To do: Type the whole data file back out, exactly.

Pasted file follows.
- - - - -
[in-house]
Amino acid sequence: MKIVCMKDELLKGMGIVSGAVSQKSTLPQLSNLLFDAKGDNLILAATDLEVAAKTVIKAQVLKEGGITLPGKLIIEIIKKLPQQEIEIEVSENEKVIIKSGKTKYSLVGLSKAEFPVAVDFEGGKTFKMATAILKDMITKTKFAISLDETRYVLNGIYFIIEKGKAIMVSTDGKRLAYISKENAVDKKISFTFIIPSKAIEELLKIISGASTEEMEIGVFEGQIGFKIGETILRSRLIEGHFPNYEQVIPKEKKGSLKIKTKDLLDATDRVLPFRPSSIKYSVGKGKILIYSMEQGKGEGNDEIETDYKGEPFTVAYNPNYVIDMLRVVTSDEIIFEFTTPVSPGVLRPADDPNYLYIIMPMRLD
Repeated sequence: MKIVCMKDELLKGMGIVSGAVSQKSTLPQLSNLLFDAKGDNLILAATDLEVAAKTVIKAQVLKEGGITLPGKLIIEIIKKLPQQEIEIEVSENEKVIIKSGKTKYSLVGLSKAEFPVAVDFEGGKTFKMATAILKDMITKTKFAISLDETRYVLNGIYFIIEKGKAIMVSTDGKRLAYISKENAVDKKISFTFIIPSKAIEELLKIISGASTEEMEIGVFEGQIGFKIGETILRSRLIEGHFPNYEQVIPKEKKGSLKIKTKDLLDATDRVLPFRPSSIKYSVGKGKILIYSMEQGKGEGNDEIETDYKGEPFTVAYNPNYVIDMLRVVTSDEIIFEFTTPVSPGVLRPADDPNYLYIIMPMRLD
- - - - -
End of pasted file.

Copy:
[in-house]
Amino acid sequence: MKIVCMKDELLKGMGIVSGAVSQKSTLPQLSNLLFDAKGDNLILAATDLEVAAKTVIKAQVLKEGGITLPGKLIIEIIKKLPQQEIEIEVSENEKVIIKSGKTKYSLVGLSKAEFPVAVDFEGGKTFKMATAILKDMITKTKFAISLDETRYVLNGIYFIIEKGKAIMVSTDGKRLAYISKENAVDKKISFTFIIPSKAIEELLKIISGASTEEMEIGVFEGQIGFKIGETILRSRLIEGHFPNYEQVIPKEKKGSLKIKTKDLLDATDRVLPFRPSSIKYSVGKGKILIYSMEQGKGEGNDEIETDYKGEPFTVAYNPNYVIDMLRVVTSDEIIFEFTTPVSPGVLRPADDPNYLYIIMPMRLD
Repeated sequence: MKIVCMKDELLKGMGIVSGAVSQKSTLPQLSNLLFDAKGDNLILAATDLEVAAKTVIKAQVLKEGGITLPGKLIIEIIKKLPQQEIEIEVSENEKVIIKSGKTKYSLVGLSKAEFPVAVDFEGGKTFKMATAILKDMITKTKFAISLDETRYVLNGIYFIIEKGKAIMVSTDGKRLAYISKENAVDKKISFTFIIPSKAIEELLKIISGASTEEMEIGVFEGQIGFKIGETILRSRLIEGHFPNYEQVIPKEKKGSLKIKTKDLLDATDRVLPFRPSSIKYSVGKGKILIYSMEQGKGEGNDEIETDYKGEPFTVAYNPNYVIDMLRVVTSDEIIFEFTTPVSPGVLRPADDPNYLYIIMPMRLD